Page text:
The only thing that truly interests me about golf is the amount of money they raise for charities annually. (I’ve played golf with my dad before, and I am terrible, so I have much more respect for people who are good golfers.)

In an article by the CEO of The World Golf Foundation Steve Mona, he said The game raises more money for charitable causes than the NFL, NHL, MLB and NBA combined. According to a study conducted by the National Golf Foundation, golf’s charitable impact in 2011 was $3.9 billion.” That is purely amazing to me, but that isn’t what I wanted to write about today. I just figured it was a fun fact that you may want to know.

I recently read, Rory McIlroy Has the Best Swing in Golf, by Charles Siebert in New York Times Magazine. First off, what an amazingly written article. I am a person who doesn’t like golf as much as I like basketball, but I can honestly say that this article had me more interested than any piece about basketball ever did. I couldn’t help but envision McIlroy as a kid, crisply smacking golf balls hundreds down the fairway.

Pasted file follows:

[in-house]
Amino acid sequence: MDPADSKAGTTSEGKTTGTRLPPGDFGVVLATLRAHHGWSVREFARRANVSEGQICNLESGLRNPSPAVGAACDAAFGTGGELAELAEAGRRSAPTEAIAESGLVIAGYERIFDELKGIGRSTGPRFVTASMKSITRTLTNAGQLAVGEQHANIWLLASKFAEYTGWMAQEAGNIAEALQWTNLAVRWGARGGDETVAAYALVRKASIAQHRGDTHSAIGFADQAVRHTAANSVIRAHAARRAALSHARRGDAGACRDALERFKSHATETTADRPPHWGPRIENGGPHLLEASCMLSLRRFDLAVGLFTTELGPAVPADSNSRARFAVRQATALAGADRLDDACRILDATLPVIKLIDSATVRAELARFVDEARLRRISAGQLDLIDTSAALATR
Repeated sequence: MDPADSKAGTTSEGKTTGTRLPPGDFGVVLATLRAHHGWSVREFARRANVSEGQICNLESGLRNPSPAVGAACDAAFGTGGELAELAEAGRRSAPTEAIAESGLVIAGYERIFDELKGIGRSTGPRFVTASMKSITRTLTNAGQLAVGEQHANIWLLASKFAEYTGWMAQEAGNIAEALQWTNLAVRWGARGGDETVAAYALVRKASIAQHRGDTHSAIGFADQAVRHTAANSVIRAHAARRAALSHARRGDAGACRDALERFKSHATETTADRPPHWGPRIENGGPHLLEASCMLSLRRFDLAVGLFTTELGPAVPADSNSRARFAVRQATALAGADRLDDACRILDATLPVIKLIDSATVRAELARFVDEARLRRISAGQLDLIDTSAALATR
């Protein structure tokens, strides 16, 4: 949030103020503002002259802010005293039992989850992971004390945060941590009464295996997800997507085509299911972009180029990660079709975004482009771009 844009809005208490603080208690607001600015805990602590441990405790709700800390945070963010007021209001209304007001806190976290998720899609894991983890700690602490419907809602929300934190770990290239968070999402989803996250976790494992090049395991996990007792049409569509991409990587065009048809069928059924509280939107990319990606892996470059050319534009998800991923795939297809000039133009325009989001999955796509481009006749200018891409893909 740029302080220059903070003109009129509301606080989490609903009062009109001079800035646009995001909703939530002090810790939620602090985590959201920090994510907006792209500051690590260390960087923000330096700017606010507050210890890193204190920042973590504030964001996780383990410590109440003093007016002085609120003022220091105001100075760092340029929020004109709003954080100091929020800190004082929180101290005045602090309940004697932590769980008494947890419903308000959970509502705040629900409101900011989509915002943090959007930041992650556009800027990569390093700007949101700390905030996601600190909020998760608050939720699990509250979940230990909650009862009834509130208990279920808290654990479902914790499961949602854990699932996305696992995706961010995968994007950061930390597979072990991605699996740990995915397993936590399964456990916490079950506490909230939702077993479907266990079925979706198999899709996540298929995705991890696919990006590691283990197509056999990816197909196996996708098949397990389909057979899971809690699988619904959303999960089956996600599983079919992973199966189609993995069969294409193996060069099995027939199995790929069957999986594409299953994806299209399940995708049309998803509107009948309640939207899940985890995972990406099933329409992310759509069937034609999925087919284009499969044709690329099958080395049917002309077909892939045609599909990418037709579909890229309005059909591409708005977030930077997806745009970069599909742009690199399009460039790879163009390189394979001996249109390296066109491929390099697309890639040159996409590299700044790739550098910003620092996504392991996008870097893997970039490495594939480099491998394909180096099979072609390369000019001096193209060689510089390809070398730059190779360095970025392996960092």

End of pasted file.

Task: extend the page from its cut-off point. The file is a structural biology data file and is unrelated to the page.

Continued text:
That same kid, who innocently produced an eighty-six in an eighteen-hole round at the age of 8 years-old, now has the opportunity to become the sixth-man to win all four majors. It makes me ponder the thought of these kids becoming stars in what seems to be a couple years. These kids start their commitment to greatness incredibly early. By the time they are in high school, a national spotlight is beaming down on them. National teenage golfer rankings are flying past their heads. What about their childhood though?

This article showed me that I may not have enough appreciation for the commitment golfers make at an early age. Every time I turn around there is another young golf-prodigy breaking records for the “youngest golfer to ever (fill in the blank with something amazing).”

Take a look at the article if you will and learn about the next Tiger Woods. It seems to me that he could be that, and much much more.

Just something to think about.

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